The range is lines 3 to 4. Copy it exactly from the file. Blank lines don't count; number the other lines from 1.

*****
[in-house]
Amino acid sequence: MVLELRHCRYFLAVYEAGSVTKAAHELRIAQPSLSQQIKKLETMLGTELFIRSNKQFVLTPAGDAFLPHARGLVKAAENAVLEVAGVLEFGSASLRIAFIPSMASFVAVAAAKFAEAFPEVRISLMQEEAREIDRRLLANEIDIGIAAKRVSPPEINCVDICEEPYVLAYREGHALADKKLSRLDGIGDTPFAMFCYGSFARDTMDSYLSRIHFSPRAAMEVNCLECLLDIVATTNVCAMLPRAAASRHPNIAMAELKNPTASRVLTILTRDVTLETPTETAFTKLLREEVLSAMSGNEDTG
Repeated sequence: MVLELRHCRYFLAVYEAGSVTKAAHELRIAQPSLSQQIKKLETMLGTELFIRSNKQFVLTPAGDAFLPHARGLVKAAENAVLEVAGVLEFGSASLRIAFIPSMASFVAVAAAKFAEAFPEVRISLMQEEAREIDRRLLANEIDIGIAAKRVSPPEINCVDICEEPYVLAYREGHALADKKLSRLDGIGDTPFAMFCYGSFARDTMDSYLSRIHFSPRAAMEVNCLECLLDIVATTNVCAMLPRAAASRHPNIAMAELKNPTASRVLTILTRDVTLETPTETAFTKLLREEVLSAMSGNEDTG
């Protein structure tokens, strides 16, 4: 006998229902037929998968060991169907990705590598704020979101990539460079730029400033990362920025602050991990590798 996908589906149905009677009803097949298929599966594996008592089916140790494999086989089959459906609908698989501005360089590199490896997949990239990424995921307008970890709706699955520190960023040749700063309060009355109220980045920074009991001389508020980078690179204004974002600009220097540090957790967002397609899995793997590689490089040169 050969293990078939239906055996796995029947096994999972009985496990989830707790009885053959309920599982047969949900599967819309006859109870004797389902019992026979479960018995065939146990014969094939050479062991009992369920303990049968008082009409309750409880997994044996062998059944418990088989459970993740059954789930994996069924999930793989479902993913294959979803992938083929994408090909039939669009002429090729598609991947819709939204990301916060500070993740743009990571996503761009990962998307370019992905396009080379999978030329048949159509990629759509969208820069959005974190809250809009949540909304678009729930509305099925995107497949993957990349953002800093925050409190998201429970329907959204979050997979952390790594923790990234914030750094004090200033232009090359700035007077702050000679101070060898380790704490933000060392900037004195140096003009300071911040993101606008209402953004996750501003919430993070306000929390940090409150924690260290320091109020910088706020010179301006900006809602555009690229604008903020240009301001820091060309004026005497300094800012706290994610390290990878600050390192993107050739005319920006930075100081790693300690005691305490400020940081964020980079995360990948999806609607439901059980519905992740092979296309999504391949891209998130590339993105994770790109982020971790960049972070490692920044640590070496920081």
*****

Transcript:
Repeated sequence: MVLELRHCRYFLAVYEAGSVTKAAHELRIAQPSLSQQIKKLETMLGTELFIRSNKQFVLTPAGDAFLPHARGLVKAAENAVLEVAGVLEFGSASLRIAFIPSMASFVAVAAAKFAEAFPEVRISLMQEEAREIDRRLLANEIDIGIAAKRVSPPEINCVDICEEPYVLAYREGHALADKKLSRLDGIGDTPFAMFCYGSFARDTMDSYLSRIHFSPRAAMEVNCLECLLDIVATTNVCAMLPRAAASRHPNIAMAELKNPTASRVLTILTRDVTLETPTETAFTKLLREEVLSAMSGNEDTG
């Protein structure tokens, strides 16, 4: 006998229902037929998968060991169907990705590598704020979101990539460079730029400033990362920025602050991990590798 996908589906149905009677009803097949298929599966594996008592089916140790494999086989089959459906609908698989501005360089590199490896997949990239990424995921307008970890709706699955520190960023040749700063309060009355109220980045920074009991001389508020980078690179204004974002600009220097540090957790967002397609899995793997590689490089040169 050969293990078939239906055996796995029947096994999972009985496990989830707790009885053959309920599982047969949900599967819309006859109870004797389902019992026979479960018995065939146990014969094939050479062991009992369920303990049968008082009409309750409880997994044996062998059944418990088989459970993740059954789930994996069924999930793989479902993913294959979803992938083929994408090909039939669009002429090729598609991947819709939204990301916060500070993740743009990571996503761009990962998307370019992905396009080379999978030329048949159509990629759509969208820069959005974190809250809009949540909304678009729930509305099925995107497949993957990349953002800093925050409190998201429970329907959204979050997979952390790594923790990234914030750094004090200033232009090359700035007077702050000679101070060898380790704490933000060392900037004195140096003009300071911040993101606008209402953004996750501003919430993070306000929390940090409150924690260290320091109020910088706020010179301006900006809602555009690229604008903020240009301001820091060309004026005497300094800012706290994610390290990878600050390192993107050739005319920006930075100081790693300690005691305490400020940081964020980079995360990948999806609607439901059980519905992740092979296309999504391949891209998130590339993105994770790109982020971790960049972070490692920044640590070496920081």